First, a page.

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We left Mercedes and headed down to Fray Bentos. Our local guide said it was open and we headed for the 11:30 tour only to find that the tour in English was either at 10:00am or 3:30pm - just our luck. For a couple who are deemed to be organised at work, these skills seem to have stayed behind in the UK!


Fray Bentos plant


Tea time


Uruguayan grill

At Fray Bentos, we were shown down into a visitor centre. We ambled around the displays and through the offices upstairs. You can see from the pictures that times have changed a little in terms of office design, layout and facilities. We reckoned that the tour would have only walked through these bits and that we haven't really missed out on much.

Outside there was a group of school kids and we got the inevitable "where are you from?" and "which football team do you support?" questions that you get everywhere in South America. They were very pleased with themselves that we could understand their English.

It was difficult to get a real sense of the Fray Bentos site without the opportunity to ask questions. There was a huge factory building, locked and apparently empty, but not much else that we could go around. There's the making of a great museum here but it's not happening - probably not enough visitors to make it worthwhile.

The factory is in an area of town called the Barrio Anglo. My guess is that as with Cadbury's, they built not just the factory but the workers houses, school, hospital - in essence the whole community. The whole site feels gated and contained, perhaps another way of controlling the workforce to maximise production.

This was a revolutionary site and was responsible for starting the industrial revolution in Uruguay. You can picture an elite of German and English engineers and food production specialists being moved here to manage a local labour force. It must have been very exciting but hard work also.

We have no info about happened to the factory and why it closed and its left me wanting to know more. Did they make the famous pies here and ship them to England or just process the meat?

Leaving Fray Bentos we travelled north towards Paysandu. The road stretches ahead of us for miles - no corners, no traffic, no habitation. It really is a vast empty space. We took a detour to a small place called Nuevo Berlin - a small town founded by German settlers. There's a single road heading down to the river with just one block of buildings either side. It's very sleepy - probably because its a warm and sunny Saturday afternoon. We stopped to buy bits for a picnic, including stuff for Stef to have maté tea (a national passion that drives me nuts as he slurps tea all day through a metal straw!) and headed down to the river for lunch.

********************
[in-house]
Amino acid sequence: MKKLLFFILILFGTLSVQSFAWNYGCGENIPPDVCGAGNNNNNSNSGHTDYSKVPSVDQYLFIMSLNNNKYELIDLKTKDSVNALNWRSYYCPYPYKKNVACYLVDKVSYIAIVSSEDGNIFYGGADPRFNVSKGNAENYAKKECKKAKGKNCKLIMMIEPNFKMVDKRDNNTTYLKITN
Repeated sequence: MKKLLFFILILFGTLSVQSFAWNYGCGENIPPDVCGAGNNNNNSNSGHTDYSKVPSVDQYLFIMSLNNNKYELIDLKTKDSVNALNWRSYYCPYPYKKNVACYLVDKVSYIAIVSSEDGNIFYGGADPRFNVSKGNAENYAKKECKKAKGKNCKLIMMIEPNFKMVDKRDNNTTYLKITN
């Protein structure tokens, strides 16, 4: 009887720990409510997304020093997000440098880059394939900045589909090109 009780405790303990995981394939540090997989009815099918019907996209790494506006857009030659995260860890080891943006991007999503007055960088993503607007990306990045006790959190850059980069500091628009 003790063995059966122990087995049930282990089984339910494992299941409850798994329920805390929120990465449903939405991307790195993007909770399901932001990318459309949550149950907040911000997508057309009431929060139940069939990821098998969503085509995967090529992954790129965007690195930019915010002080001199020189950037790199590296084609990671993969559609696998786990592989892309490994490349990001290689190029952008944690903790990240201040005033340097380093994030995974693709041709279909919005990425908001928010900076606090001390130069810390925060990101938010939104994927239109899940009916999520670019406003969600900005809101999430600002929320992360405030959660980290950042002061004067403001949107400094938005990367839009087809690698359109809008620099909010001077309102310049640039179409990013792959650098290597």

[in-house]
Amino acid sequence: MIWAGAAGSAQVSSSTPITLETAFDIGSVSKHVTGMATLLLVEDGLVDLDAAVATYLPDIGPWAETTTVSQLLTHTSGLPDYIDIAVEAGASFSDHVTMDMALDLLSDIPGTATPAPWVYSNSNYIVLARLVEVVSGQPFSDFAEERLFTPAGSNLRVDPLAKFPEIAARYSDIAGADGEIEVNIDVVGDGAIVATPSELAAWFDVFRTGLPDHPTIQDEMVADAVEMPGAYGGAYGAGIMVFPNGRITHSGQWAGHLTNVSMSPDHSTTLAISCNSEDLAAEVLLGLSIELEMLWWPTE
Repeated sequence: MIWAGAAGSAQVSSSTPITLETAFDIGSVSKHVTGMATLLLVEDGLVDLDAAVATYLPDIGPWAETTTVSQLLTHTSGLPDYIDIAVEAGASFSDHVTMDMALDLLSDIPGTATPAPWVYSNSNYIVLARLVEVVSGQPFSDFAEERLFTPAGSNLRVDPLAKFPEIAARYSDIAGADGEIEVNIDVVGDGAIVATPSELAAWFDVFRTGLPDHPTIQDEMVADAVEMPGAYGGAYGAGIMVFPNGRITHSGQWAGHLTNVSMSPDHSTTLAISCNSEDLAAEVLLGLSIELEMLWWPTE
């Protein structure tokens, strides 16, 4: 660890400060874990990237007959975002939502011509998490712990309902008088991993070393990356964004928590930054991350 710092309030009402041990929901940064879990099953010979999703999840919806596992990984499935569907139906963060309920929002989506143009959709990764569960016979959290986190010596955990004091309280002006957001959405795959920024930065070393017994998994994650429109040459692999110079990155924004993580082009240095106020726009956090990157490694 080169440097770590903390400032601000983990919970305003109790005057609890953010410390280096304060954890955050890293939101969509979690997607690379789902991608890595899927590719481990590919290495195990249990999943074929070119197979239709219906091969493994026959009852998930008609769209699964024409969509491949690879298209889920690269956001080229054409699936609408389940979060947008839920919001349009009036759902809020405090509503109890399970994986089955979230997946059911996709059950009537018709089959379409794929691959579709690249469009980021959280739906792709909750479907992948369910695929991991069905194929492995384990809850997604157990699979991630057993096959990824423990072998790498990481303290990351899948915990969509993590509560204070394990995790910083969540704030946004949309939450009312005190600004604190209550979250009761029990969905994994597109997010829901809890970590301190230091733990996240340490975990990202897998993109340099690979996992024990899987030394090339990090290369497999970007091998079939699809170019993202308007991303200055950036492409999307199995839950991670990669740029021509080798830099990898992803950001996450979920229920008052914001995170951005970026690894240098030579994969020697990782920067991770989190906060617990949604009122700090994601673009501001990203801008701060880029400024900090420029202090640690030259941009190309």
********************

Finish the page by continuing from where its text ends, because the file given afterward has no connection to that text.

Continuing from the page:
Arriving in Paysandu, we toured town to check our shortlist of hotels and decided we didn't want to stay there. Having had a few days of peace and quiet in rural backwaters, Paysandu threw us back into the bustle of a city, which we didn't want. I've already teased Stef that for someone who is meant to be a city lover, he's a country boy at heart.

We decided to stop at the thermal baths at Guaviyú just north of Paysandu. On the left of the main road are the municipal baths, open air and with cabins, bars/restaurants and a shop. Bit like a Butlins style camp. They had no accommodation free and sent us over the road to the private motel style set up with covered baths.

The next few hours were spent soaking and relaxing in bath temperature water. One pool was too hot to sit in (although splashes around the outside showed that someone had been!). There's something unique about thermal water - it makes you much more buoyant and you simply want to float. There were a few others in the pool and everyone waited eagerly for the water jets to be switched on - it was like rush hour with everyone heading to the best spots when they were!

Relaxed, we ambled over the main motorway to have a look at Butlins and to eat. No traffic in sight either there or on the way back - other than a couple of horses grazing outside our motel room.